Kotlin — Mastering generics nullability

Kotlin — Mastering generics nullability

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Kotlin generics offer a few improvements over Java generic type system such as declaration use-site variance, start-projection syntax or reified type parameters. There is also separate aspect that I want to cover closely related to Kotlin type system ? nullability.

Before we move on it?s essential to understand difference between type parameter and type argument. Functions have parameters (variables declared inside function declaration) and arguments (actual value that is passed to a function). Similar terminology applies for generics. Blueprint or placeholder for a typed declared in generic class/interface/method is called type parameter while actual type used for generic type declaration passes do is called type argument.

When we define class using generic unbounded type parameter we can use both non-nullable and nullable types as type arguments. Sometimes we need to make sure that particular generic type is only parametrized with non-nullable type augments. It may be a class representing event, action performed by user, command or simply presenter that always needs a view. Let?s consider this example.

class Tree (val name:String)class Forest<T>//Forest class parameterized with non-nullable type argumentvar forestA: Forest<Tree>//Forest class parameterized with nullable type argumentvar forestB: Forest<Tree?>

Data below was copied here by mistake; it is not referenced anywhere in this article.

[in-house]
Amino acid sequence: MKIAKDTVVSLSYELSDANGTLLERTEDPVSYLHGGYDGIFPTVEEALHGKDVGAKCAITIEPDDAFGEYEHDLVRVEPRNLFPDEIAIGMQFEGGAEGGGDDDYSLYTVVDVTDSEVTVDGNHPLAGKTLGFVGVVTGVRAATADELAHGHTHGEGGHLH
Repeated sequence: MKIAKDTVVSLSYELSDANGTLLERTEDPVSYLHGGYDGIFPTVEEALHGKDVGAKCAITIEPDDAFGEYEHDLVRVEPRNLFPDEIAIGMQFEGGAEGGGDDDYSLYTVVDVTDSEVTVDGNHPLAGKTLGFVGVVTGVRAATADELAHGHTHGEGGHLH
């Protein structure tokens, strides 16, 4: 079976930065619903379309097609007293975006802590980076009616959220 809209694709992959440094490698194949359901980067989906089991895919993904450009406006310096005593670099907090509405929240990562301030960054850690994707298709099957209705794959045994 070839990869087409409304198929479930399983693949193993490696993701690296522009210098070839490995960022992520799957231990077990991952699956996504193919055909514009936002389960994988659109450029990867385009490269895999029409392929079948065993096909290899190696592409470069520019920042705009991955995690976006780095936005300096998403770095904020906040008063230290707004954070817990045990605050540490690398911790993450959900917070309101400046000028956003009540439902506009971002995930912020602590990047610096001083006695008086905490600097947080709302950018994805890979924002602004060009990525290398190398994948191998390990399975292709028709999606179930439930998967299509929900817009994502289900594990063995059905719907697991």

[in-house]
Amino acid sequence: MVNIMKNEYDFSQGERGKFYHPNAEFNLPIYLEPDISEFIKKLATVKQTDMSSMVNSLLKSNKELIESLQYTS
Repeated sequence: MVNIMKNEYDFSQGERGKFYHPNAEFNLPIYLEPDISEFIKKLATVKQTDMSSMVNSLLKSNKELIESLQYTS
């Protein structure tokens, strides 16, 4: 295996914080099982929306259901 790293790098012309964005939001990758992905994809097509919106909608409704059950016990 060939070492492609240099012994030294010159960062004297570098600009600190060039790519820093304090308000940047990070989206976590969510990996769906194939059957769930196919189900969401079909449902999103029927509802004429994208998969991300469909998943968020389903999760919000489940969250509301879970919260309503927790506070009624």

We want to define generic type that will not accept nullable type arguments. The reason why we can use nullable type arguments is that each type parameter has implicit bound. It is Any? Class (the same class used as implicit super class when we create class without specifying parent class). Both below declarations are equivalent.

class Forest<T> //type parameter implicitly bounded by Any?class Forest<T : Any?> //type parameter explicitly bounded by Any?

We can use nullable type arguments because each non-nullable type is subtype of its nullable corresponding type (Any is a subtype of Any?, Activity is subtype of Activity?, Fragment is subtype of Fragment?). We can block ability to use nullable types as type arguments by explicitly defining non-nullable type parameter bound (T : Tree).

class Tree (val name:String)class Forest<T : Tree>var forestA: Forest<Tree>var forestB: Forest<Tree?> //error

Now we can?t pass nullable type argument (Tree?) to Forest class. Let?s update our Forest class to deal with another scenario. We will add constructor parameter accepting list of trees and last property to retrieve last tree.

class Forest<T : Tree>(private val list: List<T>) { val last: T get() = list.last()}

Notice that due to type inference we could skip type declaration of last property getter, but we will keep it, so it will be easier for us to understand upcoming examples. Let?s use our newly defined last property.

val treeList = listOf(Tree(“Redwood”), Tree(“Palm”))val forest = Forest<Tree>(treeList)//?val tree = forest.last //Inferred type Treeprintln(tree.name) //prints: Palm

We create instance of Forest class, call last property and print proper result. Everything seems to be working fine, but what will happen when we pass empty list to constructor?

val forest = Forest<Tree>(listOf())//?//error: NoSuchElementException: List is emptyval tree = forest.last println(tree.name)